So how real is information overload? Sure we all hear about it. But can information overload be measured?
Over the past couple months, I did a couple of tests to measure information overload in my field.
The first test that I did was to determine how long it would take me to read an average day’s news. I took a vacation in June and left my RSS feeds on auto pilot. After 20 days, I had 11,907 articles waiting for me. Fair enough. That works out to 595 articles per day. I wrote a quick script to scrape each article and get a word count. The average words per article were 724.
595 articles per day = 11,907 articles divided by 21 days
430,780 words per day = 595 articles multiplied by an average 724 words
2,153.9 minutes = 430,780 words divided by my reading speed of about 200 words per minute
35.9 hours = 2,153.9 minutes by 60 minutes per hour
4.5 days = 35.9 hours divided by 8 hours per day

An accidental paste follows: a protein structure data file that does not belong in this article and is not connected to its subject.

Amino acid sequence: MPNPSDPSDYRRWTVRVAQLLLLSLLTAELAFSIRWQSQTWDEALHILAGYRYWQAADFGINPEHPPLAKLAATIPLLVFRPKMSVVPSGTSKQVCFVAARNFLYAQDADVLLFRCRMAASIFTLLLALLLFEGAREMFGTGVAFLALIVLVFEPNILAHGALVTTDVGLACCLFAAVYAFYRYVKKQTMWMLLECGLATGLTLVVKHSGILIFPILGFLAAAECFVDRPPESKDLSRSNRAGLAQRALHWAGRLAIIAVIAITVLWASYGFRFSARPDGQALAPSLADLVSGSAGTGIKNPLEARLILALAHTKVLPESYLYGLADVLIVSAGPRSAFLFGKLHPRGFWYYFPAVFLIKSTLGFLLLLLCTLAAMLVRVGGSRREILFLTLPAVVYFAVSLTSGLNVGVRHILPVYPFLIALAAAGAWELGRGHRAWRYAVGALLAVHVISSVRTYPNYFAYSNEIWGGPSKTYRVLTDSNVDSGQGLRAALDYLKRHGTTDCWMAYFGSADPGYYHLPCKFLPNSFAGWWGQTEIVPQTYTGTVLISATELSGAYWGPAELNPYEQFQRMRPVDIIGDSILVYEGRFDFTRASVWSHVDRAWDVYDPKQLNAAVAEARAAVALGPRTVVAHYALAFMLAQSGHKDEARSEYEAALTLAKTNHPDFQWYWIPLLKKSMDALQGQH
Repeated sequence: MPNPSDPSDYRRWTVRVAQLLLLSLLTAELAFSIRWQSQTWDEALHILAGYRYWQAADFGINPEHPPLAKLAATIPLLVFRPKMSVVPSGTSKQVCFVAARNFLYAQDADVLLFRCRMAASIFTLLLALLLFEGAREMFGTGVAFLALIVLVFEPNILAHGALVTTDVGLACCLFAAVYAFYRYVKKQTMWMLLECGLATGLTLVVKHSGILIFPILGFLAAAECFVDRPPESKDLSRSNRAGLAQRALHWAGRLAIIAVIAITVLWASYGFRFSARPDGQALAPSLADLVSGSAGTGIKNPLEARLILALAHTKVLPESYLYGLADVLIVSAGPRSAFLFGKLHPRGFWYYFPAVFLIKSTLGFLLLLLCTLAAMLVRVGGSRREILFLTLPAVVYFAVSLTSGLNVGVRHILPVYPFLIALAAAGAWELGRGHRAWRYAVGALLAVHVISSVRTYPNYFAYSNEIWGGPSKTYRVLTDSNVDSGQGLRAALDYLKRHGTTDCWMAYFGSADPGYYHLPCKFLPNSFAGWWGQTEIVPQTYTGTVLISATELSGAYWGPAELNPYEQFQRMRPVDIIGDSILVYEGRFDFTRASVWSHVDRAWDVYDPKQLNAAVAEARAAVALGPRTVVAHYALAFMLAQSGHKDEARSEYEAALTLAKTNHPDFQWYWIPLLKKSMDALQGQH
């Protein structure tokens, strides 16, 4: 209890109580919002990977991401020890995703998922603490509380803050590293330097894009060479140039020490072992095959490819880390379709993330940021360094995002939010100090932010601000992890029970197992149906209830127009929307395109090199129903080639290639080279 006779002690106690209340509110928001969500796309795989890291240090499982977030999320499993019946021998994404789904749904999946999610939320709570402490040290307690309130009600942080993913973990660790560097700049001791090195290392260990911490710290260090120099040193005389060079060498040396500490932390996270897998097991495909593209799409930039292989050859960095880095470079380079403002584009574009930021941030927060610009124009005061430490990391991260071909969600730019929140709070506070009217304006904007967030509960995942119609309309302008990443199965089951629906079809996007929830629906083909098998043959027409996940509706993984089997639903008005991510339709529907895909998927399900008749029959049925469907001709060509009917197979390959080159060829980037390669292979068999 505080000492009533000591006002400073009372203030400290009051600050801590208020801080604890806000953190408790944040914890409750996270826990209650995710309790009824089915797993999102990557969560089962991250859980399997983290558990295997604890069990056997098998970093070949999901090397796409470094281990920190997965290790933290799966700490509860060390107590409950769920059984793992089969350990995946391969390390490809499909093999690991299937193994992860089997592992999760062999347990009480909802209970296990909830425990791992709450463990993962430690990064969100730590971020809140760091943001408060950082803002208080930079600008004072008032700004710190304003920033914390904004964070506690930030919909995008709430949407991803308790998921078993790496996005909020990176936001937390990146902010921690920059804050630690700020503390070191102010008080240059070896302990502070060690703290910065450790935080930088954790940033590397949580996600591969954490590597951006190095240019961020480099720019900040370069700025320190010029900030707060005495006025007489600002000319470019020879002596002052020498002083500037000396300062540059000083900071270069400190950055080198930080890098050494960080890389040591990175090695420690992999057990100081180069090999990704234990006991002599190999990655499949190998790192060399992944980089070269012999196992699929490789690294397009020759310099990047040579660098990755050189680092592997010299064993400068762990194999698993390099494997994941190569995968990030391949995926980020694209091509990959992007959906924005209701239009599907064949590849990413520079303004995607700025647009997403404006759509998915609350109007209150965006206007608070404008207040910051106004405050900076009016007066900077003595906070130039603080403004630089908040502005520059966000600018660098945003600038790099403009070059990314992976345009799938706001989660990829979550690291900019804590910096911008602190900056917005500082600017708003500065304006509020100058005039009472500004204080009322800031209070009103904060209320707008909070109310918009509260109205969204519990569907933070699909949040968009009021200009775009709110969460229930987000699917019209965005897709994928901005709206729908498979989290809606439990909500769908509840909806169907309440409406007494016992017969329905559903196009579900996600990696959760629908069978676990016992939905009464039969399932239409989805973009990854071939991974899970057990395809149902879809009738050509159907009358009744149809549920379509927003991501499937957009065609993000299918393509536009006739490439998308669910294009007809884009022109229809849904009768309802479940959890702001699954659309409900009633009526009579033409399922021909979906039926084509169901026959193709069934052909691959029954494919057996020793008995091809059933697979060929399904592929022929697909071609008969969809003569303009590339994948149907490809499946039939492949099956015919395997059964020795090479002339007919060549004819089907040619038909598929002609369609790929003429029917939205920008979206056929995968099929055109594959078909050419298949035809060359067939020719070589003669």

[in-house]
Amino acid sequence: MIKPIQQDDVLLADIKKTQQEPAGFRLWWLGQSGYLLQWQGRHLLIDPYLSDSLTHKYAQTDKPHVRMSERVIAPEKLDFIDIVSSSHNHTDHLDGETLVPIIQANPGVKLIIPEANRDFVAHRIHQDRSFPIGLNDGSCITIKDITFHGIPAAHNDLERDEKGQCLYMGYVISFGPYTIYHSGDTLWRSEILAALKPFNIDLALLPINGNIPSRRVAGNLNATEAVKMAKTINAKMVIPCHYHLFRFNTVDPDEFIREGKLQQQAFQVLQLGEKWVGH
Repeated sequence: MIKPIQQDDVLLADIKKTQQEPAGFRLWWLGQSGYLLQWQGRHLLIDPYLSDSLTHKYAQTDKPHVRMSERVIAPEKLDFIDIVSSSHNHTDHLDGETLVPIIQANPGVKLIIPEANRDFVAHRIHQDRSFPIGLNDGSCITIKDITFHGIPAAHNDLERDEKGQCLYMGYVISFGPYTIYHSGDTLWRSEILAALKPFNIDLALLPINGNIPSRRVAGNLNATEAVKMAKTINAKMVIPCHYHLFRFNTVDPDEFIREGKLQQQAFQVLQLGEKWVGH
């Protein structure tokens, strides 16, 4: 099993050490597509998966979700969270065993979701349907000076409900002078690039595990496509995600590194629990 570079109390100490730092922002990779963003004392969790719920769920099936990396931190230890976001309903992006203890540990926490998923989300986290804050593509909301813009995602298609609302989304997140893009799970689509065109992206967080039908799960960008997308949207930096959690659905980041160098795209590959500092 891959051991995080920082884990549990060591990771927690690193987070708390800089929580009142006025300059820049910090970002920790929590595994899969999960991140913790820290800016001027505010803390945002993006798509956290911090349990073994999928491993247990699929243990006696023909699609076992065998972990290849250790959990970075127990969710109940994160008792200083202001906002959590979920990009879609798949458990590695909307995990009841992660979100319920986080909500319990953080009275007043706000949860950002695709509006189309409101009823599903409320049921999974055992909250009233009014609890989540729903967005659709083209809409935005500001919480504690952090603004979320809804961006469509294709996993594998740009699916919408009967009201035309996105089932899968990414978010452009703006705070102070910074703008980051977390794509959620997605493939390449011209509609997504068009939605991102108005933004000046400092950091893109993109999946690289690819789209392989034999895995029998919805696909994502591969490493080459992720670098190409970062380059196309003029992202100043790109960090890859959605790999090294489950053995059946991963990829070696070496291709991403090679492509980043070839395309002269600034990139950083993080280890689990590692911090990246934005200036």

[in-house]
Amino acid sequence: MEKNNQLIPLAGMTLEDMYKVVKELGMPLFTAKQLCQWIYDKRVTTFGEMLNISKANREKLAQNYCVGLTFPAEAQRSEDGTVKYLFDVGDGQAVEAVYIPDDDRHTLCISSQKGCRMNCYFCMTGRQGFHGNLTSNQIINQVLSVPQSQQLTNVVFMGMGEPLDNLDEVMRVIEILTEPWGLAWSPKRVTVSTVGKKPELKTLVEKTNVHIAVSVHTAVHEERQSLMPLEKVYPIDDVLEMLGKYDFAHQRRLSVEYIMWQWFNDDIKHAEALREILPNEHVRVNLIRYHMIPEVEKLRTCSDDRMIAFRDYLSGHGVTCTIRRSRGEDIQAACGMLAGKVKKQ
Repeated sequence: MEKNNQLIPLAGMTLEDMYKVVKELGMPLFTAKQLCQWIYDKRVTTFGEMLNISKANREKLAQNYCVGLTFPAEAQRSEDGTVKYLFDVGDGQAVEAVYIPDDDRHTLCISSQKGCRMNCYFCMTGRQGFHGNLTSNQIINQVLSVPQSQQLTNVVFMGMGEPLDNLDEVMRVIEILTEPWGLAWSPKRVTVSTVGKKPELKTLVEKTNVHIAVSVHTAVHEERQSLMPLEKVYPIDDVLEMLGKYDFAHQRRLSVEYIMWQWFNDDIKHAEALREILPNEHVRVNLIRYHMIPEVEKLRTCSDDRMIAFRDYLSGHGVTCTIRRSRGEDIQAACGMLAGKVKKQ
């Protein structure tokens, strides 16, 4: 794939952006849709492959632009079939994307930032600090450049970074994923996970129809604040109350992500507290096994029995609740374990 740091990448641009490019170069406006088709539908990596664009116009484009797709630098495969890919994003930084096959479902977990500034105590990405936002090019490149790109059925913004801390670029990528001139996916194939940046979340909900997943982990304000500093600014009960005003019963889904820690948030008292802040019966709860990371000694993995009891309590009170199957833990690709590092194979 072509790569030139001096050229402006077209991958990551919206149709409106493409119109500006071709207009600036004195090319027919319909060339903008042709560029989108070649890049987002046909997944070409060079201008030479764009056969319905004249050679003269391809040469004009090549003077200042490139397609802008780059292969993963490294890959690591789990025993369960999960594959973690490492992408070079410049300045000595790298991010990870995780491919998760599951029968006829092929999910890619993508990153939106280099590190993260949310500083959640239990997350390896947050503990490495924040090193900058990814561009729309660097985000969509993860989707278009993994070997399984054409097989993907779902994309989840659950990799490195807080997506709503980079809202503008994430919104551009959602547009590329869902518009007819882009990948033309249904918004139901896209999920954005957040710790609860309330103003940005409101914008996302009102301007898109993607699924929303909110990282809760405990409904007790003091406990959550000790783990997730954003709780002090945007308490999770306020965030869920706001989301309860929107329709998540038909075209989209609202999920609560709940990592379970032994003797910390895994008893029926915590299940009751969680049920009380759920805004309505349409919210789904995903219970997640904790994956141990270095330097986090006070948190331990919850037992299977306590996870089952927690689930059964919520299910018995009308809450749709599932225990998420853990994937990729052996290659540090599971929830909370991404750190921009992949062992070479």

Result: It takes four days to read one day’s news in theory.
The second test that I did was to actually read one of the day’s news. I picked the day that I returned. I dumped out all articles. I read each one, and checked into the details where appropriate. For a couple articles that were hands-on, I duplicated the work on my computer or on my lab.I set the goal of not just reading but actually understanding and learning from each article.
Result: It takes six days to read a day’s news in actuality.
Information overload in IT and InfoSec is very real. That is the bottom line. There is more coming at us that we can possibly catch up with. In my case, each and every day, I fall a week behind.